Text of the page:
You and I have something in common. Whether you are black or white, male or female, gay or straight, Mike Adams fan or unhinged lunatic we still have something in common: We are little more than the sum total of the choices we have made. Where many of us differ is in our view of the role government should play in the lives of individual citizens.
I generally agree with the notion that government is best which governs least. I believe that government is bad when it shields citizens from the consequences of their choices. I believe it is worse when it deprives them of the freedom to make choices altogether.
So I have been surprised at the tone of some of the questions directed towards me by Libertarians after some of my campus speeches – including UMASS-Amherst and Agnes Scott College. I am often asked by Libertarians some version of the following question:
“How can you describe yourself as a Republican with some libertarian leanings when you are pro-life?” – although some foolishly say “anti-choice.”
The answer to that question is pretty simple. The true libertarian is pro-life because what has come to be known as the “pro-choice” position is actually “anti-choice” – in a classically Orwellian sense. This is true for a couple of fairly simple reasons.
First, the right to abortion was established via action at the federal level. One judicial body made a choice that took away the ability of fifty legislative bodies to make a choice about the legality of a controversial procedure. Hence, it was a net loss for choice. In fact, one could say “My legislative body, my choice!” or “Get your laws off my body politic!”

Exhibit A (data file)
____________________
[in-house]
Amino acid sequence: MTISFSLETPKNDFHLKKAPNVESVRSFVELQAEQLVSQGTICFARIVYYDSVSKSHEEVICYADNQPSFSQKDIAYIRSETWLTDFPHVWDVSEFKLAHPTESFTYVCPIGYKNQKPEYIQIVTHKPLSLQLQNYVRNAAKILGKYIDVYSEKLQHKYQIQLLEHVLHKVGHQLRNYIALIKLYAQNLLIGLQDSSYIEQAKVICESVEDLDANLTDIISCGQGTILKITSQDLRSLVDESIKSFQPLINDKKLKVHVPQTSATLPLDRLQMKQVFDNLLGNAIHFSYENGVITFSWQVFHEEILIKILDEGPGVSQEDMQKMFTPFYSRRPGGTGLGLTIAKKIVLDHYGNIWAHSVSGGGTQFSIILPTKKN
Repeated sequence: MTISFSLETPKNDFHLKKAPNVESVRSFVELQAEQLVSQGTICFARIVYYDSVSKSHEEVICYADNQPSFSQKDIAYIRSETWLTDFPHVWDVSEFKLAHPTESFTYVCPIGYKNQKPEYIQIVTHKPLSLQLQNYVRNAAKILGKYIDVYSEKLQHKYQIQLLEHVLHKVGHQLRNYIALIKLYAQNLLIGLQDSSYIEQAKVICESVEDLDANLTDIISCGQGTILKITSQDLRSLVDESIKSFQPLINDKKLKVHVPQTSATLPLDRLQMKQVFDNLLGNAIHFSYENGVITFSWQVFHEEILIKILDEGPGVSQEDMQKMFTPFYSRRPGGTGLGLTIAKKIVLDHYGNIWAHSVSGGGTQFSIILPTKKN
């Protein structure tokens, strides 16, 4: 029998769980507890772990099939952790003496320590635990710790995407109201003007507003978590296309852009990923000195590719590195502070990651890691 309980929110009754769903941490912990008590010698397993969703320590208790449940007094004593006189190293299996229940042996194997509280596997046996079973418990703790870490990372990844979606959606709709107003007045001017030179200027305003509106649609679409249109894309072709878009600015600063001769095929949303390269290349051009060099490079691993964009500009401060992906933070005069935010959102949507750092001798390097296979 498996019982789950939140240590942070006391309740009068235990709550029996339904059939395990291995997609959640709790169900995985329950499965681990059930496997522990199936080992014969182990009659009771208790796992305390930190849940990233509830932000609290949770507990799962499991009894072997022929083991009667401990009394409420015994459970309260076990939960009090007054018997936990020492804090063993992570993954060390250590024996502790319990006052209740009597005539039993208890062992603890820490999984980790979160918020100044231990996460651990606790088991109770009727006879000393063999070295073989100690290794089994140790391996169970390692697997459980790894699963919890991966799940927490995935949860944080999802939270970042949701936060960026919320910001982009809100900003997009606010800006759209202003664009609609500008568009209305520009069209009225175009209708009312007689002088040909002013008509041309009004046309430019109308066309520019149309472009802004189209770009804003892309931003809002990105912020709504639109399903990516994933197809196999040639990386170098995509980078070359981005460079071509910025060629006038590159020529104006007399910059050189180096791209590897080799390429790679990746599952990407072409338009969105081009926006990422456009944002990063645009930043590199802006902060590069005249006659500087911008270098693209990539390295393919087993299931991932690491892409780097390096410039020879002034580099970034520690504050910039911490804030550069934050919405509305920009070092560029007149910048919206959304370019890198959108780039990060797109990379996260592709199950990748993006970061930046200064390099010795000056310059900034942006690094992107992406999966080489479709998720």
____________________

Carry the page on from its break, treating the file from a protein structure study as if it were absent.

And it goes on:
Second, abortion is fundamentally anti-choice because the decision to abort is only one choice. Whenever that choice is made a lifetime of choices are prevented. The average life is over 27,000 days long and we all make dozens of choices daily. Therefore, it is reasonable to assume that each abortion results in an average net loss of at least a million choices.
Libertarians, therefore, should be adamantly opposed to abortion as a matter of principle. That most of them are not suggests that it is not the brain but another part of the body that is guiding their decision on the issue.
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